As Australia joins the US war on Yemen, Labor is a house divided

Jan 26, 2024
Yemen and United States flags together textile cloth, fabric texture

Not since the DLP split in 1955 has Labor been so divided on foreign and defence policy. And always for the same reason.

Members are wide apart on how Labor, State and Federal, can keep its promises for social progress while continuing to give tax cuts to those who don’t need them. Labor has to meet its CO2 reduction goals while supporting coal and gas exports. Labor has to pay for decent schools and healthcare while subsidising the bloated private system. And more.

But on foreign and defence policy, Australians across the political spectrum are more divided and confused than since Vietnam. A nation that is notoriously ill-informed about events in much of the world has been easily led in one direction over Ukraine, in another over China, a third over Gaza, and a fourth over Yemen. And always by the US.

Much of the Australian media provide slimmer pickings on international affairs every day. All of them have unquestioningly backed Ukraine since 2022; Nine cranked up a Sino-phobic Red Alert last year; and now as always, Murdoch vociferously backs Israel.

Yet today’s splits in Australian opinion are of Labor’s own making. The Prime Minister could have reversed them if he brought vision and conviction to foreign relations like Whitlam or Keating or Crean. Instead, Anthony Albanese appears more concerned to keep his ratings up and win the next election or by-election than to improve Australia’s reputation abroad, its independence, and security.

Creditably as Albanese has performed at foreign gatherings, including those President Biden didn’t manage to get to, when he’s travelling he has largely left Labor’s factional division over war and peace to his Defence (right) and Foreign Minister (left) to resolve. They differ on essential issues: Australia’s sovereignty (which Richard Marles repeatedly acclaims) and Australia’s independence (which Penny Wong occasionally asserts). Neither of them can reconcile those positions with the ALP’s declared commitment to the US alliance.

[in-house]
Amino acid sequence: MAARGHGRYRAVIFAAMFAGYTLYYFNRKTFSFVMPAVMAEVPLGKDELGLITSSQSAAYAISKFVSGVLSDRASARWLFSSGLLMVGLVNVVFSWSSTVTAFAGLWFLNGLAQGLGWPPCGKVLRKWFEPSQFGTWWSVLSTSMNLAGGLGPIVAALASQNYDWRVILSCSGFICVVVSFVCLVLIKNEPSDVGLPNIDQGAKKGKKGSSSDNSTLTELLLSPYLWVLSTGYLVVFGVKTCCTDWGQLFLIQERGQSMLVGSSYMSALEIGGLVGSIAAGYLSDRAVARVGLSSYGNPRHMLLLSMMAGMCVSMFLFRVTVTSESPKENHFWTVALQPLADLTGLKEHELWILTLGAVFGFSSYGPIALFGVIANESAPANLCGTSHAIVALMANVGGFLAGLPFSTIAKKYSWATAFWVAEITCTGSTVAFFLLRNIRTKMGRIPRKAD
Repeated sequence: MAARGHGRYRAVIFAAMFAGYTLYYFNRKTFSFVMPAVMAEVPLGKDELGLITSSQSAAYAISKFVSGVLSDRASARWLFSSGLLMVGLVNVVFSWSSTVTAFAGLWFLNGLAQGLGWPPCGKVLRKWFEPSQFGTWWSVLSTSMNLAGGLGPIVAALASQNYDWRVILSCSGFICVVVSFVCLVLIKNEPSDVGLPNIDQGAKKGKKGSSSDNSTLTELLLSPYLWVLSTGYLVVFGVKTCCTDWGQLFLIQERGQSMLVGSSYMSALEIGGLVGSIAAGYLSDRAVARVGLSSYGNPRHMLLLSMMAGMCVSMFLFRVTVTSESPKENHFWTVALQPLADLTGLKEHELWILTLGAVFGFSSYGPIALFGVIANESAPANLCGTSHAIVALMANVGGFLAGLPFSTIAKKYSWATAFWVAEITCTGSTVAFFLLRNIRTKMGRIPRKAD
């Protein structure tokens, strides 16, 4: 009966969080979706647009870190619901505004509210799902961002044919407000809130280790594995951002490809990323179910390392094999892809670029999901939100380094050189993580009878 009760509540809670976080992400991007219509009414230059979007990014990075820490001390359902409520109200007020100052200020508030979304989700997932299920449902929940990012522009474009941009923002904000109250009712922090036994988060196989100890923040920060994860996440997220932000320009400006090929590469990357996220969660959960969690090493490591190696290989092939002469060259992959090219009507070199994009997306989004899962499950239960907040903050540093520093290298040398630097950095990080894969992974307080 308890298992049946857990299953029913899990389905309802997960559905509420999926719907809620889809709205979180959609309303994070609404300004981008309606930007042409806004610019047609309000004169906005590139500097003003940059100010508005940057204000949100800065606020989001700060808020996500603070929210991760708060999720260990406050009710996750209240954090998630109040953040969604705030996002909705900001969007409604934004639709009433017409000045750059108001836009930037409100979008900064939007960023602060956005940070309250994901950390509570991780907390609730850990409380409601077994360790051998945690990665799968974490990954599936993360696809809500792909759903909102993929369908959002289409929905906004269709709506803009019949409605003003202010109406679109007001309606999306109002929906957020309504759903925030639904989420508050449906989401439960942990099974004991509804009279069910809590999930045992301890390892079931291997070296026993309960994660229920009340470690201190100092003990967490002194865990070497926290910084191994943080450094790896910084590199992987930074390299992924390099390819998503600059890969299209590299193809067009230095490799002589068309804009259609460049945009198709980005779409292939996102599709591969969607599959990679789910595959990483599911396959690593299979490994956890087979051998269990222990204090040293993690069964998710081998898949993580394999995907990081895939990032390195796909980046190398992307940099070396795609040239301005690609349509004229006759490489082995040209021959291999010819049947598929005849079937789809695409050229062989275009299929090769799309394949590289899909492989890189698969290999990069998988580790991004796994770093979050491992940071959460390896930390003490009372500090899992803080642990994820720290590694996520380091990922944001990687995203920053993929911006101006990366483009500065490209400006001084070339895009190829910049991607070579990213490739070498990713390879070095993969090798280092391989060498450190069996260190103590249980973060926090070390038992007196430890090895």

It must be hard for an intelligent and diligent Australian Foreign Minister, born in Malaysia and brought up as a Christian, to have watched for years the colonisation by Israeli settlers of more and more Palestinian territory. She knows that Malaya was a British colony, that Australia’s majority population are the descendants of British invaders and colonial settlers, and that the same applies to Australia’s other three Five Eyes partners: the US, Canada, and New Zealand.

Penny Wong’s Labor predecessor, Bob Carr, fought and won for ‘abstain’ over ‘oppose’ in the UN Security Council about a Palestinian state, only to have that overturned by his Coalition successor. Perhaps with this in mind, Wong managed in the UNGA on 12 December to reverse Australia’s earlier ‘abstain’ and join 152 nations in condemning the ‘catastrophic situation in Gaza’. She led Canada and New Zealand in making a joint statement condemning Hamas ‘terror’ attacks of 7 October, in calling for release of hostages (not mentioning Palestinian prisoners in Israel), recognising Israel’s right to exist and defend itself (but not Gaza’s), and saying Hamas should not (but not saying who should) have any role in the future governance of Gaza.

The three nations added support for the Palestinians’ right to self-determination and to re-occupation of their territory, and of course for a two-state solution, which after Israel’s ethnic cleansing of Gaza will not be possible. They even-handedly condemned rising anti-Semitism, Islamophobia and anti-Arab sentiment in their own and other countries.

Soon after the 12 December UNGA non-binding resolution on Israel, Richard Marles announced Australia’s support for the US and UK against the Houthis in Yemen. As the ICJ met to consider South Africa’s submission about Israeli genocide, the Prime Minister said Australia would not intervene because he was ‘focussed on a political solution’, whatever that may be. Penny Wong agreed that Australia did not accept the premise of South Africa’s case against Israel.

Neither she nor Albanese explained why, when Ukraine took Russia to the ICJ, Australia rushed to support Ukraine. In her Whitlam Oration (13 November 2022), Penny Wong spoke of Russia’s illegal and immoral invasion of Ukraine, causing ‘unspeakable human suffering, including death, injury, destruction and sexual violence as a weapon of war’. She called for more international pressure to be applied to Russia. She added that ‘All of us have a responsibility. We can’t just leave it to the big powers to decide our fates. And we cannot be passive when big powers flout the rules. We are more than just supporting players in a grand drama of global geopolitics, on a stage dominated by great powers’.

Well said, but with the US and UK now bombing Yemen, Australians have not been asked or told why the ADF should again be involved in acts of war unauthorised by the UNSC, in breach of international law, which support Israel’s accused acts of genocide.


For more on this topic, P&I recommends:

‘A frightening precedent’: New Zealand to send military personnel to target Houthis

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